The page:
“Have you ever heard anyone say ‘1 plate dim sum dena bhaiya’? That says it all. Momos belong to the street while dim sums are nothing but its classier version”
Raise your hands (okay, comment below) if you too think of this as the only difference between a momo and a dim sum.
The question has crossed my mind every time I dip a momo into the spicy red chutney and whenever I sit pretty in an up market restaurant waiting for dim sums to arrive. Is it karma that made dim sum affluent while his brother momo suffers on streets?
Or is there an identity crisis here? Is there a difference other than of class and caste?
The questions haunted me enough to investigate and find out. I started out by asking it out loud in a group full of passionate foodies (Delhi Foodies – We live to Eat) on Facebook. This was an attempt to know general perception. Majority answers were predictable. The above mentioned quote sums it up. When you have it on street it’s momo, it becomes dim sum in a fine dining restaurant. That’s the perceived difference because hey, we’ve never seen momo on the menu of a fine dining restaurant!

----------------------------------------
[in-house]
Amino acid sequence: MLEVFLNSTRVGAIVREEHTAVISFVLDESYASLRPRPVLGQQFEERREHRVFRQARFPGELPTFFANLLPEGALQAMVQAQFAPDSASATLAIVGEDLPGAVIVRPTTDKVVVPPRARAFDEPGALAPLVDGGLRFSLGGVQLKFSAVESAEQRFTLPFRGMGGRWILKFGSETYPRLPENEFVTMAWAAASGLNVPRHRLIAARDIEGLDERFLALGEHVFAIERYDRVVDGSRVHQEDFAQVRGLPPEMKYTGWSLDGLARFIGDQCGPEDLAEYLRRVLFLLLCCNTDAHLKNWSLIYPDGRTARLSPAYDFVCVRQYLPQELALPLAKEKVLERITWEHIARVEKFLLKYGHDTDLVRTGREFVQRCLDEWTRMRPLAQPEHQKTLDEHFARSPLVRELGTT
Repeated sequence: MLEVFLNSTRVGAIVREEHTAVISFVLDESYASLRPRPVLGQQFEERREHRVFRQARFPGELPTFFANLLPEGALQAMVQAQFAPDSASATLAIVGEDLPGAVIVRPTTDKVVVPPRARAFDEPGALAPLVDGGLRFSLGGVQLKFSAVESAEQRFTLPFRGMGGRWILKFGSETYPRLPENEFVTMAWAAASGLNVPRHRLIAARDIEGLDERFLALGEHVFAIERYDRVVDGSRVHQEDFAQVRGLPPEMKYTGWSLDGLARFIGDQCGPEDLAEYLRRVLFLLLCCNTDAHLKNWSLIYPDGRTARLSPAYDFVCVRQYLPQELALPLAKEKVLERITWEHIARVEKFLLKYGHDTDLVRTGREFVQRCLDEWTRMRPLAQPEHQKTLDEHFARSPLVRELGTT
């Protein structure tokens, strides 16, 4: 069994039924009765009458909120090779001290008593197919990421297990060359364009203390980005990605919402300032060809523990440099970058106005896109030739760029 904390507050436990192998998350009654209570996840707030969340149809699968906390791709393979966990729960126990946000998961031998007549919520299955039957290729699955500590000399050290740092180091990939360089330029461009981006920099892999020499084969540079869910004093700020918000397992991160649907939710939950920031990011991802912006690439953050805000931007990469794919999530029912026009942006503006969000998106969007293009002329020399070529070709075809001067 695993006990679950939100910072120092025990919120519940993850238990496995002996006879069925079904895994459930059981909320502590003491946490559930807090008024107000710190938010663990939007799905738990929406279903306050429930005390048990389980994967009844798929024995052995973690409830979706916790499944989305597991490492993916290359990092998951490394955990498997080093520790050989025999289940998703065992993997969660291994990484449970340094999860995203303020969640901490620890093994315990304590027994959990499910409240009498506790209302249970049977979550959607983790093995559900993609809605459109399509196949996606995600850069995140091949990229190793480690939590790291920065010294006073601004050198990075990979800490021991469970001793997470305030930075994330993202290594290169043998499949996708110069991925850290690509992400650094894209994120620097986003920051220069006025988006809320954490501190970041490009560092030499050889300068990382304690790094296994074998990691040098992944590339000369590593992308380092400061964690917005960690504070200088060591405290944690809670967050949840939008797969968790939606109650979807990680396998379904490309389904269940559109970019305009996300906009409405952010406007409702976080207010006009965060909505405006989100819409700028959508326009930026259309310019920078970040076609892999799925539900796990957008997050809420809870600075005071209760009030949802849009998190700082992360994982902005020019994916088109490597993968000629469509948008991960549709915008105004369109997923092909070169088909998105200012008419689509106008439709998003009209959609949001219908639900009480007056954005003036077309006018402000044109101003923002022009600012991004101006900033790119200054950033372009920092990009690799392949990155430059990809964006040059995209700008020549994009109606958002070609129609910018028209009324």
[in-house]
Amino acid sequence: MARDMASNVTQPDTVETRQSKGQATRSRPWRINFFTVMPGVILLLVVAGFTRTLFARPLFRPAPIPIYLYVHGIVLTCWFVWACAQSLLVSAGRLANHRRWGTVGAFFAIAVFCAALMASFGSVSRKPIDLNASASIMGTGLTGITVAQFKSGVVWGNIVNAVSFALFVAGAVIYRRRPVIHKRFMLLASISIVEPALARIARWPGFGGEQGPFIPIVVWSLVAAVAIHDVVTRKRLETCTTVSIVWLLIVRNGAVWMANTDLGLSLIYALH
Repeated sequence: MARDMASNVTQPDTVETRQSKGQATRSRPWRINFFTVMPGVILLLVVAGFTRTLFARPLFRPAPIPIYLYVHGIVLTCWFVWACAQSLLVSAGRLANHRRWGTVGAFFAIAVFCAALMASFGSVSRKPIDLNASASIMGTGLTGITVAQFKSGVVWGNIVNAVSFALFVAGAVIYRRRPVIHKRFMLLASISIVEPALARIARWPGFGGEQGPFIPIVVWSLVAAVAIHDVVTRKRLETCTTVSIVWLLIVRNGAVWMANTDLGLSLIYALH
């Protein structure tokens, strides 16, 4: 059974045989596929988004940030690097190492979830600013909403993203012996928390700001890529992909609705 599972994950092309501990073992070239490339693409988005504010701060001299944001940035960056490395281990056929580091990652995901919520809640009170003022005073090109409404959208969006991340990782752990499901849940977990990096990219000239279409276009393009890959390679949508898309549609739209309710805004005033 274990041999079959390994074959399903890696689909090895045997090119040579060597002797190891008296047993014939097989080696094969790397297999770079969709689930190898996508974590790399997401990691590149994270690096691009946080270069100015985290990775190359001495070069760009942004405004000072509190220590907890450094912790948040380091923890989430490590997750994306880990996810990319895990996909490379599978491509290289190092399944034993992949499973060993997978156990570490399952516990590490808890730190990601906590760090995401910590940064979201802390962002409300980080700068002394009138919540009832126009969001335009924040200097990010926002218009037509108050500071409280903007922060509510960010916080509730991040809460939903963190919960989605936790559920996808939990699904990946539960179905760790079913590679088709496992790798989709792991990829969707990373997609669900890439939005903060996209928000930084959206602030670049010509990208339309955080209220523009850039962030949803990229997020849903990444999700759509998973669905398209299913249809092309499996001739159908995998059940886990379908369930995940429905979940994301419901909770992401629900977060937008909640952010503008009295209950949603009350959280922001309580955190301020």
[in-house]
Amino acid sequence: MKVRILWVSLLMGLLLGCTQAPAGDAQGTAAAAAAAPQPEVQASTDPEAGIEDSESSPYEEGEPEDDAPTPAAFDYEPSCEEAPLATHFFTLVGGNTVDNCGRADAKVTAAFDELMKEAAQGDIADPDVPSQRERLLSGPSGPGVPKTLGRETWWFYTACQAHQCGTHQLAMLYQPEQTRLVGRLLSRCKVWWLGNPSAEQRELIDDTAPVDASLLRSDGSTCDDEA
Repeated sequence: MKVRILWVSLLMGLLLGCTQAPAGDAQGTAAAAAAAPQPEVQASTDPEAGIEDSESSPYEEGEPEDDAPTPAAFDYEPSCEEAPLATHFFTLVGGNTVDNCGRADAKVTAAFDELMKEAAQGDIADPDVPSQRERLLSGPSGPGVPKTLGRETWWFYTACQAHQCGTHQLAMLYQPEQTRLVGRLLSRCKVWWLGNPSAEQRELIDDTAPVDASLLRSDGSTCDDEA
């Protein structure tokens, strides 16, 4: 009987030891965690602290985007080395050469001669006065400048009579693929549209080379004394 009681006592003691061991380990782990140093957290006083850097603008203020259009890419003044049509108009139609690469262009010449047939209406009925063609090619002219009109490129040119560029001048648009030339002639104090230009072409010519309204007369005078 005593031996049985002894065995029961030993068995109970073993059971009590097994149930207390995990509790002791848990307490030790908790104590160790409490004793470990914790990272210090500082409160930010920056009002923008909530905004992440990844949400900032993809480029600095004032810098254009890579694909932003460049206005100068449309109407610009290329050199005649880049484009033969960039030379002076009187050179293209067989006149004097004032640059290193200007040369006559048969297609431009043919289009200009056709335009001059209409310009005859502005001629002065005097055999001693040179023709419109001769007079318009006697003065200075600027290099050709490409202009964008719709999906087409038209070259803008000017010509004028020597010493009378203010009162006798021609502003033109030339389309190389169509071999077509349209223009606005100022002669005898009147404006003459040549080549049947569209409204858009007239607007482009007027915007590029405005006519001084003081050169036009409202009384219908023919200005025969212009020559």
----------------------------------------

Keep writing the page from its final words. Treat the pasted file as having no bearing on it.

The experts, however, give us something more to chew on.
Chef Veer Pratap Singh Parihar from Mei Kun at Kempinski Ambience Hotel, Delhi told Blue Sky Dreamers: “Momos can be called Dim sum, but all Dim sums cannot be called momos. Dimsum refers to Cantonese style of food prepared as small bite-sized portions. In China or Guandong, eating dim sum is actually called “drinking tea”. Also known as Yum-Cha, these used to be tea houses for the traders along the silk route and that is from where the tradition has developed. Dim sum includes, but is not limited to dumplings, as the food items can include chicken feet, lotus-leaf-wrapped sticky rice, congee, sweet items like egg tarts and custard buns.
Momos are essentially a dumpling usually steamed and made essentially of wheat flour and a filling inside. Dimsum can be made with any kind of starch such as rice starch, potato starch and also wheat starch.”
Agrees celebrity Chef Saransh Goila: “Momos are mostly only made of refined flour or all purpose flour whereas dim sums can be made of refined or any flour or any kind of starch… usually potato starch.”
Thus, all momos are dim sums but all dim sums are not momos!
“Also, the main difference,” adds Chef Goila, “is that they’ve different names because they come from different regions.”
Momo originated in Tibet while the dim sum is a product of China.Intriguingly, dim sums arrived in India much before –- as early as 18thcentury. Yet, it did not gain popularity as much as momos did.
Got it? But what I still do not understand is why up market fine dining restaurants do not serve momos and why dim sums wallahs are not on streets. Any answers?
Also, tell us which are your favourite spots for momos and restaurants for Dim sums in your city?